Part of Gagey’s success is his constant attention to the consumer. It might seem obvious — any good businessman stresses the importance of the end-user — but he constantly refers to the primacy of the person who pays the bills. He speaks up for the new Bourgogne Côte d’Or, the controversial new regional denomination inaugurated in November last year, which sits just below Village level. “The [new] appellation is important for places like Beaune, where the wines are complex and you see an increase in prices.” Anything that makes Burgundy easier to understand, and therefore more approachable, is a good thing. But isn’t it prohibitively complicated — surely there are enough quality levels already?

“Yes, it’s complicated and you have to rely on producers to explain it,” he says. “So you go to a producer whom you trust, like Maison Jadot, and as you learn more, then you go into more detail.”
Doesn’t such a system favour the big producers? “That’s true, but it’s good for all the growers of the Côte d’Or. It tells the consumer exactly where the wine comes from. Remember Burgundy is wine of terroir.”

And in Burgundy, terroir is not just for the most exalted properties: Gagey also sees the value in introducing people to Burgundy via the less-famous climats, those that sit next to the great names but are more affordable. “Climats are either famous — Puligny, Gevrey and so forth — or they are the lesser-known villages next to them, such as Vergelesses, Fixin, Saint-Aubin, smaller villages where quality is close to the big names. It’s important to develop these to open the door to the consumer who can’t afford the big names.”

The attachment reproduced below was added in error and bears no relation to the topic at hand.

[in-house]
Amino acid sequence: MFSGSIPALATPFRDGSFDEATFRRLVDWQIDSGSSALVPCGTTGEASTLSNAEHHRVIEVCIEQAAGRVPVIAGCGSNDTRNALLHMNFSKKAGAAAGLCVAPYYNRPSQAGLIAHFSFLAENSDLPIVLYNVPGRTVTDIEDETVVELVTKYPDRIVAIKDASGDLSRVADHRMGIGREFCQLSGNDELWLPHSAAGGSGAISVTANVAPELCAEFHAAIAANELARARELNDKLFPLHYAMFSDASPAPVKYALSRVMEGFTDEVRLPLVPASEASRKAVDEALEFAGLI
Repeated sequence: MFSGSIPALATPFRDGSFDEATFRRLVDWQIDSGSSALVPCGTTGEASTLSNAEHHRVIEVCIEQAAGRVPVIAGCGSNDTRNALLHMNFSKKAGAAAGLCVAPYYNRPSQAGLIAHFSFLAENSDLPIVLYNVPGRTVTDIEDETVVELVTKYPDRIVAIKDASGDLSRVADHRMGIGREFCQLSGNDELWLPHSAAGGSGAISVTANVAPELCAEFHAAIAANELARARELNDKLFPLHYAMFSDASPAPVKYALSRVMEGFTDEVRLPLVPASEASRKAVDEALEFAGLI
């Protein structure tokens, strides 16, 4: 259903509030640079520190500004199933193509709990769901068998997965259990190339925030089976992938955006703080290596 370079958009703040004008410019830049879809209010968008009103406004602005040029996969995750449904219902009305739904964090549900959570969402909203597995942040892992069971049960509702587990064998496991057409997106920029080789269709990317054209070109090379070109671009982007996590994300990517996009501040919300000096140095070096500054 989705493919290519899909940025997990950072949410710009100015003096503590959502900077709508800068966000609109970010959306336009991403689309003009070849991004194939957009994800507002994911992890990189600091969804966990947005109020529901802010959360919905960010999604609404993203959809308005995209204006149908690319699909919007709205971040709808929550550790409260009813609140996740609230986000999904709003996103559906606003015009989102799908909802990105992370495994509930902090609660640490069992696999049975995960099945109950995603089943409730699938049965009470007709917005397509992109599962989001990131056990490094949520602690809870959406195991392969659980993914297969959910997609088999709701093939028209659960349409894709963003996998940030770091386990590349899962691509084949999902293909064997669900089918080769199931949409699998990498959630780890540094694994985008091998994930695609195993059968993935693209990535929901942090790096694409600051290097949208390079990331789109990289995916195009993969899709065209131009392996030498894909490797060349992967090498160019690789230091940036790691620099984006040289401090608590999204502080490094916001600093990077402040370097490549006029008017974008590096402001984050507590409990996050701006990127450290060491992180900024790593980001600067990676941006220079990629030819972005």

The policy is one of vertical integration: introduce the consumer to Pernand-Vergelesses — “It’s more affordable than Puligny” — and eventually they will graduate to the higher level. Last year Jadot bought the Prieur-Brunet estate in Santenay, an appellation whose wines are described by Wine-Searcher as “leaning more towards rustic than refined”. Gagey gives the impression he knows exactly what he’s doing: what is considered rustic today may be tomorrow’s icon. Remember, 100 years ago, Cru Beaujolais was fetching much higher prices than Grand Cru Beaune.

During the Hospices last year, Gagey gave lunch to a group of buyers and journalists in the Couvent des Jacobins, the lovely old building dating back to 1477 that is used for receptions. The wooden roof, of a style called bateau renversé, is astonishingly fine. Gagey has just had it restored and likes to direct his guests’ gaze upwards to the intricate, ancient woodwork.

“We have been producing wine for 2000 years so we are alive to new possibilities,” he says, in an apparent self-contradiction. “I am conservative, but I am modern and open to new ideas. Louis Jadot is a company which respects traditional Burgundy — we must respect the previous generations — but we trust young people and we like to be challenged.” 

Burgundians, like the British at their best, understand perfectly how to make the most of their illustrious past.